Dianne: Yeah, totally. I, I mean, I think that's a great example of, I, I think there's also this notion of like, a lot of junior designers come to me and they're like, oh, I don't have any real world experience. And I'm like, do something, make a test project. Do make up your own company for, and do a logo for that. Like, it doesn't have to actually be like a real world actual example. As long as you're like starting to experiment and play with it and understand and put yourself in that scenario, which it sounds like this kind of festival is exactly what you guys were trying to do, is like, simulate, okay, like this is actually something you're building for. It's not like completely nothing. It's like, we actually are gonna put on this festival. So you need to design and think of typography in that way, which will help start them to start thinking about applying it in a real world scenario, which is interesting.

Ariel: Yeah, exactly. Actually, yeah, it totally makes sense actually. We assign this festival within, in a real space here in Mos Aires with, with a real real audience. So they, they just, they just needed to think of the user first. And so another thing we, we actually changed in, in the, I dunno, in the past 10 years of academia in the design was to move towards a more user centered design, right? Because in the nineties it was the site for enterprise, and you were thinking about how to please all of these big companies and you weren't thinking about design as a cultural thing or, or you weren't thinking about these small problems of the community. So the problems need, need to be real. So you can replicate that later in, in work, but it doesn't have to be actually the whole thing real with our real client, but the problem itself is it's real.

Dianne: Yeah. Yeah. I love that. I love what you said about, like, moving towards more user-centered design, like academia in general. I think that's fascinating and obviously that makes a lot of sense for where we are today, especially when we started talking about technology and phones and like, we're building for the everyday user. Always. Yeah.

Ariel: So funny, I think it was a really big change for companies too because they don't, they don't have clients anymore. They have, or users or a community, but that sort of thought of more like an old enterprise way. They are slowly dying. I mean, they're not entirely dead, but I think that we're going to be in a greater place year after year. I think that the field, it's more I dunno, more capable than ever to, to impact in, in real life.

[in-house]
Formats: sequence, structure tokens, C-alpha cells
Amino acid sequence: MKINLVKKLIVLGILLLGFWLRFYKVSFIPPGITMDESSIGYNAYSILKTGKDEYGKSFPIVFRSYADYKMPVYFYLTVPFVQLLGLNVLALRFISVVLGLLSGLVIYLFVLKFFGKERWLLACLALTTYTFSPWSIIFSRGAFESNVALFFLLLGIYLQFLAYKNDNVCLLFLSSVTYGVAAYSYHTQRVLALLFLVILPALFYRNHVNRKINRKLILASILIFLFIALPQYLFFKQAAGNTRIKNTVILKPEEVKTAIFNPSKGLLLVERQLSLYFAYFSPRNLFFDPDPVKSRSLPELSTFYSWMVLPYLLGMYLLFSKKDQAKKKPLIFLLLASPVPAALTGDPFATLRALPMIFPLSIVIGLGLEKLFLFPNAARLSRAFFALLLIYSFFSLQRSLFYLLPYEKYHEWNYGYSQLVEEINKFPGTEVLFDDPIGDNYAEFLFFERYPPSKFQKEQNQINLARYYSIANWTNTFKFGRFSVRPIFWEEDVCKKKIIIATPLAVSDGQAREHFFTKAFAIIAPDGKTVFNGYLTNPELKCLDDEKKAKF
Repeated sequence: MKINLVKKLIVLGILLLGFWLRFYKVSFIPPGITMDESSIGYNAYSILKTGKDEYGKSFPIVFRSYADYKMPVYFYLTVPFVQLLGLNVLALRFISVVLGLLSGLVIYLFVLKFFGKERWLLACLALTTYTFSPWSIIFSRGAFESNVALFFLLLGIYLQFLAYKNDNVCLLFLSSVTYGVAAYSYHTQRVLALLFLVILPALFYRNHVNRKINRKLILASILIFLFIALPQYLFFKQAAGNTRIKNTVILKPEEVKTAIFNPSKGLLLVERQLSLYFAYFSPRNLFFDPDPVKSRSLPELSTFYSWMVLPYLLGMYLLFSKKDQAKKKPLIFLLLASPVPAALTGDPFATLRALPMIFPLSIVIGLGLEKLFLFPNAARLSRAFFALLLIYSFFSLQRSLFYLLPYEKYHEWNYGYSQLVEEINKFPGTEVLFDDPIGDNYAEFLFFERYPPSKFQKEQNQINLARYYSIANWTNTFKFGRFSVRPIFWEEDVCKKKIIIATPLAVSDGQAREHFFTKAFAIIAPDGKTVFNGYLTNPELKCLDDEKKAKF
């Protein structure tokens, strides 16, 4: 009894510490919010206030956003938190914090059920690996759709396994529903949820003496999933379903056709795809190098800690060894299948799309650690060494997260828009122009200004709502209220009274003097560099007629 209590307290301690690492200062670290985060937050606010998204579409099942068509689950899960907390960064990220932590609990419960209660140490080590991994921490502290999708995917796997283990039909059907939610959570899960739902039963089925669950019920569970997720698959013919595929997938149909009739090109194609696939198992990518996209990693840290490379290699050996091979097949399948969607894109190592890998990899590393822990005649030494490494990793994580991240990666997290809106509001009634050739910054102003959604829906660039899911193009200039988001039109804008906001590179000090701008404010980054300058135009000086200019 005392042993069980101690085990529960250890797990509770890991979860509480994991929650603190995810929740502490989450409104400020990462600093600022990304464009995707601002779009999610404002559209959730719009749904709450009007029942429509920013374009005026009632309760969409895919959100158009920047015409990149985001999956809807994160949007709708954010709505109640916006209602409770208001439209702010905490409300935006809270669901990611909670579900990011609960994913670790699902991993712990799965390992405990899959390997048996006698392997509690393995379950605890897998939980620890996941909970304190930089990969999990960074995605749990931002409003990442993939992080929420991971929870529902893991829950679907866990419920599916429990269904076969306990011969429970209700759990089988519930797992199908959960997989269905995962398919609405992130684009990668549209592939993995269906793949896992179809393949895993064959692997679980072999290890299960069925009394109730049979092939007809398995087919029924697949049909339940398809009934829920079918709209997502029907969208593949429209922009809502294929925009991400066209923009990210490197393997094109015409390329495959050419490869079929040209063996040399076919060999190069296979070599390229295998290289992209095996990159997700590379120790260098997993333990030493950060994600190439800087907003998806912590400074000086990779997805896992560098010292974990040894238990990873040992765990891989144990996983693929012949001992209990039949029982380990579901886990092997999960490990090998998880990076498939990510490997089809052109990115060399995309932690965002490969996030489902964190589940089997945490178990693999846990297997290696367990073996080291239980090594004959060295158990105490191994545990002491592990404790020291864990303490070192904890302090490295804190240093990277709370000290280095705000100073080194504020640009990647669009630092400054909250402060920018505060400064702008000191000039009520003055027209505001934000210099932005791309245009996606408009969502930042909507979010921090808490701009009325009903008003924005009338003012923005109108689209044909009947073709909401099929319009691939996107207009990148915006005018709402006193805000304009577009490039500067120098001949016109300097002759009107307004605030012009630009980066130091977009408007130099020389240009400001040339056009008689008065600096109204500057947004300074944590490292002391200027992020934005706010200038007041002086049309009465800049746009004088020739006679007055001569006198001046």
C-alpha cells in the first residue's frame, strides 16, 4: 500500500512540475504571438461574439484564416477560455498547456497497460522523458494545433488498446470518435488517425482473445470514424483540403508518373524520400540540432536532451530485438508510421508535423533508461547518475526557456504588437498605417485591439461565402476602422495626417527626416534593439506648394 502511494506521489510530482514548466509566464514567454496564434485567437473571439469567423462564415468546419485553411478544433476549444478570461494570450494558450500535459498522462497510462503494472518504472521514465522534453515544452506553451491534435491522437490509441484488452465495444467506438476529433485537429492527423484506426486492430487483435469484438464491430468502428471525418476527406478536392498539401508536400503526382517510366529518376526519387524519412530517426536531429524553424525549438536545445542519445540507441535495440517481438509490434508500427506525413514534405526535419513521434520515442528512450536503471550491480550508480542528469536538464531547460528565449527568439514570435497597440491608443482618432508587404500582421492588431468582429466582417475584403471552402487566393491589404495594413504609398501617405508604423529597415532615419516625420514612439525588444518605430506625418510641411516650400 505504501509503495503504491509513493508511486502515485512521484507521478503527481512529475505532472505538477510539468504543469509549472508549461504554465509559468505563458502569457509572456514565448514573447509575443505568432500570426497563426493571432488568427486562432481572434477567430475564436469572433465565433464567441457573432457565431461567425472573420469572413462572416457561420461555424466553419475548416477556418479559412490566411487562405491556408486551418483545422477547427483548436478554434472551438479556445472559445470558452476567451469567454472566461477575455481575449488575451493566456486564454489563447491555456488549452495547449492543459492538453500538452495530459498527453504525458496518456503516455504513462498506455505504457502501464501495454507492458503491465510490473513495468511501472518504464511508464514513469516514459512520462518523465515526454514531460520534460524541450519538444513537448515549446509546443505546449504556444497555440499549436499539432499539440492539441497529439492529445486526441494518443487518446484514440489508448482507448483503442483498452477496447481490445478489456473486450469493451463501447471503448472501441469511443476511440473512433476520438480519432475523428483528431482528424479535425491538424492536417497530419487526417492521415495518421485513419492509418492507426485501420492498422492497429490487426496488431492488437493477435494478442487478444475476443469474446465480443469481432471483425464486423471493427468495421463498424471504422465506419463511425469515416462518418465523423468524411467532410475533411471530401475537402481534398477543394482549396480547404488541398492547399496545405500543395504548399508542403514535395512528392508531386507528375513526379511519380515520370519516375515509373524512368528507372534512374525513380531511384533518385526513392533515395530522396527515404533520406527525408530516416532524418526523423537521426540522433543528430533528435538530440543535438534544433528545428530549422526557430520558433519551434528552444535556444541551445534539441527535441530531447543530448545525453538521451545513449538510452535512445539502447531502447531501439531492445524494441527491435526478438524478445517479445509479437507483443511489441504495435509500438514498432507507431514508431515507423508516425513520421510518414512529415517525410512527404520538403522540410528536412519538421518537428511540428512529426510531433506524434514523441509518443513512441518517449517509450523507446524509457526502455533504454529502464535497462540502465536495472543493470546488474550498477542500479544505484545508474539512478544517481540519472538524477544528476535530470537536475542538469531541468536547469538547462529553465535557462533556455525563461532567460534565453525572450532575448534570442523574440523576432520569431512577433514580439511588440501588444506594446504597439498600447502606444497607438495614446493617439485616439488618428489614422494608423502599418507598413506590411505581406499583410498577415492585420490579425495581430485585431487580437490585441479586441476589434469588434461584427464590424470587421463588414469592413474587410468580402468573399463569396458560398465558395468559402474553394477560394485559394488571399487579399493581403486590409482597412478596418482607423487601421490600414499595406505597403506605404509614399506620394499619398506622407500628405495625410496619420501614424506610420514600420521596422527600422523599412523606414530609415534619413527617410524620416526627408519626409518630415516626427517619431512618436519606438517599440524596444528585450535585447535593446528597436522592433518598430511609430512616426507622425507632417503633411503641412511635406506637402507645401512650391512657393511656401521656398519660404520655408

Dianne: Yeah. Oh my, I love that. I, I completely agree. I'm reading, I'm rereading lean UX the book right now, and it brings up a lot of like how the past, how companies used to function and how much it today is about, like understanding the user, not building a roadmap for what I'm gonna accomplish in the next three years. It's like, what's happening now? What do you need to change? What do you need to do for your user? And think about it short term, okay, what's next? What is the problem the user is facing? Because if you only think high level and build these things for, at a company level, not thinking about the user, then you're not going to be able to build a product that is going to withstand the changes in society

Ariel: And to, to deeper, to dig deeper in that, in that field. I mean, the thing is that you do today, you have a lot of competition as a company . If you were a company, a big company in the nineties, you, you, you wouldn't have that. So now your product has to be really great at what, what it's doing, and you have to place your users because if you don't you'll have no users in the short term. So we, we have a lot of cases of, of, of companies and startups that don't I dunno, that don't excel in that, in that regard. So then impacting this is impacting business real hard. So they just need to, I don't know, to approach it in a design thinking way. And they need to be user centered that that's the way today, I mean,

Dianne: Yeah, totally. And in the education space, is that how you're, your teaching designers, is like thinking of a more user centered approach?

Ariel: Yeah, exactly. I can give you, I dunno, another example of this, this, this this subject, we go graphic design too, which just name, but the thing we, we ask students to, to design was another festival, but a little bit different because it's like a movie like these old movies that are going to be again, in, in the chats. So it's like you'll have to think about an excuse for that. It could be for movie critics, or it could be for movie fans, or it could be, I don't know, maybe, eh, they are going to make another Blade Runner movie, you know? So you will, you will grab the first Blade Runner and put it again in the theater. So you will have to, to find this excuse to, to design science, so that puts a lot of students in a crisis thinking about an annex excuse to, to make that festival.

Ariel: And it was, it was just great because it sparks a lot of conversation about the user itself. So it's, if it's movie critics, they already know the movie. They already know the details. They already know the gas. They already know everything. They're movie critics and you have to design in some way that you are going to give them information that they already know, but they could read again. But if it's porn, I don't know, people who never watch, play running, for example you can't spoil them, you know? I mean, you can, you can make spoilers about, about movies, you can be careful about information and all, all of those, the signs was I mean the, the people, the students were thinking about first the user needs and then the sign in. So it was a really, really great exercise.